We are fully aware that this news generates unease and raises concerns. It is our objective to keep uncertainty as low as possible and we expect to have a full assessment of the situation in the coming weeks. We will inform you on further developments. Please be assured that we are doing everything we can to minimize any potential impact of this situation on our customers, business partners and employees in North America.


January 21, 2019

Thor Industries announced that it would exclude the North American portion of the Erwin Hymer company from the purchase agreement. 

From a press release issued by Thor Industries, Inc.:

ELKHART, Ind., Jan. 21, 2019 – Thor Industries, Inc. (NYSE: THO) today provided an update on its pending acquisition of the Erwin Hymer Group (EHG).  The Company announced that Thor and the sellers are finalizing discussions to exclude EHG’s North American operations from Thor’s purchase of EHG.  Thor and EHG are currently negotiating appropriate revisions to the terms of the stock purchase agreement including adjustments to the purchase price and assumed liabilities as a consequence of the exclusion of EHG’s North American operations.


February 1, 2019

Thor Industries announces the closing of Erwin Hymer Group acquisition. 

From a press release issued by Thor Industries, Inc.:

ELKHART, Ind., Feb. 1, 2019- Thor Industries, Inc. (NYSE: THO) today announced it has completed its acquisition of Erwin Hymer Group (EHG), one of Europe’s largest makers of recreational vehicles (RVs), effective February 1, 2019. The combination of Thor and EHG creates the world’s largest RV manufacturer, with leading positions in both North America and Europe. The acquisition excludes EHG’s North American businesses, and reflects a €170 million (approximately $194 million) purchase price reduction and a €180 million (approximately $205 million) reduction in the obligations the Company would have otherwise assumed under the terms of the original stock purchase agreement.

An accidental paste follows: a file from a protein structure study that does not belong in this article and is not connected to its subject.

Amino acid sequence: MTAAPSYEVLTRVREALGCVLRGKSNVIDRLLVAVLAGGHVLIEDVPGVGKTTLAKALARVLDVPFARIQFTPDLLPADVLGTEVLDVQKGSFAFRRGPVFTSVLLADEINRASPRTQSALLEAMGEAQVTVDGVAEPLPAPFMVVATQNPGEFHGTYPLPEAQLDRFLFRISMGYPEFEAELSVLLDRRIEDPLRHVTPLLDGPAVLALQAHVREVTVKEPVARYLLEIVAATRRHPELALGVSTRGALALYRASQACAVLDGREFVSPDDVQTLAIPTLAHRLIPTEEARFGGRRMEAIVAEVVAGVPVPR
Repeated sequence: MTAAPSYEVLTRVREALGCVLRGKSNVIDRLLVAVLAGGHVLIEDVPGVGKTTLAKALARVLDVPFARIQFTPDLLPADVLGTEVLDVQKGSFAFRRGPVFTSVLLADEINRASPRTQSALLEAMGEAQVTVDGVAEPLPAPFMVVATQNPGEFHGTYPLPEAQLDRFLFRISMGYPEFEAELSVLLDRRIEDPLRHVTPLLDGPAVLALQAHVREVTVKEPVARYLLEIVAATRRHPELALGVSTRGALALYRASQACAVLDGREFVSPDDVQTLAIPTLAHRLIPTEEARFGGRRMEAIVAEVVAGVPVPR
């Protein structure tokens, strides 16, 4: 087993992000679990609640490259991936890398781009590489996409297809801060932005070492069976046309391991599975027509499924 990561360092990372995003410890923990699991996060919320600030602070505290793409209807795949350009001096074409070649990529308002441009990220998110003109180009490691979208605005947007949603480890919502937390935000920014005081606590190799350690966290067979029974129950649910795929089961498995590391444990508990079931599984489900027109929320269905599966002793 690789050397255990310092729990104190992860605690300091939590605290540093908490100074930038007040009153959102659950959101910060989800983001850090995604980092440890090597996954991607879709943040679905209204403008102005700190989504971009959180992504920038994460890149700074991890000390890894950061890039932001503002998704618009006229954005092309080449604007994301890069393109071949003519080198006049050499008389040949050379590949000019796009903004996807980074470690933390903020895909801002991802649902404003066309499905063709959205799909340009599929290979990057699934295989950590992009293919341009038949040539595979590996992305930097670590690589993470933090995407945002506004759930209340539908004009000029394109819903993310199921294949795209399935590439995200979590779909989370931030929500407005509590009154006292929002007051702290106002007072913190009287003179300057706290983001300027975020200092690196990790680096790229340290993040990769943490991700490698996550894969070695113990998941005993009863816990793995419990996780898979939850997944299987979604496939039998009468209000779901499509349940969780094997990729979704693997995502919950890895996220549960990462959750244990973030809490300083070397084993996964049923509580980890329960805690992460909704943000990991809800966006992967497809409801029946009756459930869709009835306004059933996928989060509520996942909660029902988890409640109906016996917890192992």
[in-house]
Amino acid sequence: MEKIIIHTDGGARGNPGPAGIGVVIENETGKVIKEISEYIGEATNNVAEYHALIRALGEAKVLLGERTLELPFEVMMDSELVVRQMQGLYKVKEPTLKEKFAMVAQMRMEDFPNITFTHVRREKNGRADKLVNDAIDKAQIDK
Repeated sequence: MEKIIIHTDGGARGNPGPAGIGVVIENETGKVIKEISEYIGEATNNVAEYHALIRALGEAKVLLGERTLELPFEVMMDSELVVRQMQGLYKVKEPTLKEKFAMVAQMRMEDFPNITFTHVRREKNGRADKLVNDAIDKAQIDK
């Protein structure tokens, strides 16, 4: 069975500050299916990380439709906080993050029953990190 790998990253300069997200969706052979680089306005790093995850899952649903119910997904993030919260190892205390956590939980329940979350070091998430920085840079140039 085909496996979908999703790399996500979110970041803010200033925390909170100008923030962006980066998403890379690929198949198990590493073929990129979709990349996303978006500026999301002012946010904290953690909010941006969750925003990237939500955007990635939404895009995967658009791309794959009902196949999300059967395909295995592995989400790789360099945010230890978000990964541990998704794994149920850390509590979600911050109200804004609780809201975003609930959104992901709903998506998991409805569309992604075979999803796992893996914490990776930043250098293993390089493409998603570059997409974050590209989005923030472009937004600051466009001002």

February 15, 2019

Erwin Hymer Group North America filed for receivership, which is essentially another term for bankruptcy. They terminated the remainder of it’s workforce, catching both employees and RV owners by surprise. Not only did it upset the entire economy in the Kitchener area, it left us RV owns in a panic, with no one there to answer questions like; will anyone be able to service my RV? What happens when a proprietary part breaks and we can’t source a replacement? 

Below is a link to the law firm handling the receivership matter. You can read up on all of the court filings, as well as a complete list of the creditors which to date is almost $300,000,000.

It’s a tragic ending to a brand that promised so much to so many people, and it wasn’t even the poor quality control that killed the company. We feel extremely sympathetic to the employees and vendors that worked so hard, only to be left high and dry. There were also hundreds of vendors that were stiffed for millions of dollars. When a company goes into bankruptcy no one comes out a winner, and from what I’ve read so far in the court filings – this was a painful blow to many.